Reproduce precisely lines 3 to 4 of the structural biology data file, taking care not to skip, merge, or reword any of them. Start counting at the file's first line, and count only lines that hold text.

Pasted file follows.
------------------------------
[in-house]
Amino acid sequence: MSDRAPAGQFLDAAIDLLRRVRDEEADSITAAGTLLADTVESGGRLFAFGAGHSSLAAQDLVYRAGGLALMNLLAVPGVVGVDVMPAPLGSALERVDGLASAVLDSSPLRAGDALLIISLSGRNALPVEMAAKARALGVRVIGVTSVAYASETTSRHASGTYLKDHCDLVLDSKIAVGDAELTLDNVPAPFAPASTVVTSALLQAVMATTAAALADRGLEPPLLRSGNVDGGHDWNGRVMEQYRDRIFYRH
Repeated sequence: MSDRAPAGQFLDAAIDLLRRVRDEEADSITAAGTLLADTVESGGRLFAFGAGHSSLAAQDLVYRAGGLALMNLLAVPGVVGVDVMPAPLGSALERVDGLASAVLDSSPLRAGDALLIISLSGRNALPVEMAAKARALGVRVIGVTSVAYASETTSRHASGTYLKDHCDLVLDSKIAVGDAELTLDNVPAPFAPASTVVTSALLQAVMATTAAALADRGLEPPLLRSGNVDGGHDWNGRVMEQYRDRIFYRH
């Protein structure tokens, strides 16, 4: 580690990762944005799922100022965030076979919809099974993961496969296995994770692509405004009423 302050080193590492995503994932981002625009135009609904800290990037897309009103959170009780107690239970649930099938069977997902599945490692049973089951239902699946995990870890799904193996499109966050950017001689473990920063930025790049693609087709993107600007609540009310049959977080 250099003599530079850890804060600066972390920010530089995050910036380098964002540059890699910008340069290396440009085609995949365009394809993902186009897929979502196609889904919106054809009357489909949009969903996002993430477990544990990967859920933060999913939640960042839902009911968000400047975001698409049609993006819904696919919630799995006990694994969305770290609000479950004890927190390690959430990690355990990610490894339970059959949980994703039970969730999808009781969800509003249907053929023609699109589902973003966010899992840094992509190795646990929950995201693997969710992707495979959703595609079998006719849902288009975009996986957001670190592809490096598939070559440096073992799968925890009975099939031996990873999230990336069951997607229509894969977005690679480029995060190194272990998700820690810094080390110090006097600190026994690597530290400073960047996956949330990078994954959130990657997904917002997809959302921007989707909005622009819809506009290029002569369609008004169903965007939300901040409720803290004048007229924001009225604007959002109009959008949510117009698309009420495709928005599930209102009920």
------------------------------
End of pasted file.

Repeated sequence: MSDRAPAGQFLDAAIDLLRRVRDEEADSITAAGTLLADTVESGGRLFAFGAGHSSLAAQDLVYRAGGLALMNLLAVPGVVGVDVMPAPLGSALERVDGLASAVLDSSPLRAGDALLIISLSGRNALPVEMAAKARALGVRVIGVTSVAYASETTSRHASGTYLKDHCDLVLDSKIAVGDAELTLDNVPAPFAPASTVVTSALLQAVMATTAAALADRGLEPPLLRSGNVDGGHDWNGRVMEQYRDRIFYRH
């Protein structure tokens, strides 16, 4: 580690990762944005799922100022965030076979919809099974993961496969296995994770692509405004009423 302050080193590492995503994932981002625009135009609904800290990037897309009103959170009780107690239970649930099938069977997902599945490692049973089951239902699946995990870890799904193996499109966050950017001689473990920063930025790049693609087709993107600007609540009310049959977080 250099003599530079850890804060600066972390920010530089995050910036380098964002540059890699910008340069290396440009085609995949365009394809993902186009897929979502196609889904919106054809009357489909949009969903996002993430477990544990990967859920933060999913939640960042839902009911968000400047975001698409049609993006819904696919919630799995006990694994969305770290609000479950004890927190390690959430990690355990990610490894339970059959949980994703039970969730999808009781969800509003249907053929023609699109589902973003966010899992840094992509190795646990929950995201693997969710992707495979959703595609079998006719849902288009975009996986957001670190592809490096598939070559440096073992799968925890009975099939031996990873999230990336069951997607229509894969977005690679480029995060190194272990998700820690810094080390110090006097600190026994690597530290400073960047996956949330990078994954959130990657997904917002997809959302921007989707909005622009819809506009290029002569369609008004169903965007939300901040409720803290004048007229924001009225604007959002109009959008949510117009698309009420495709928005599930209102009920």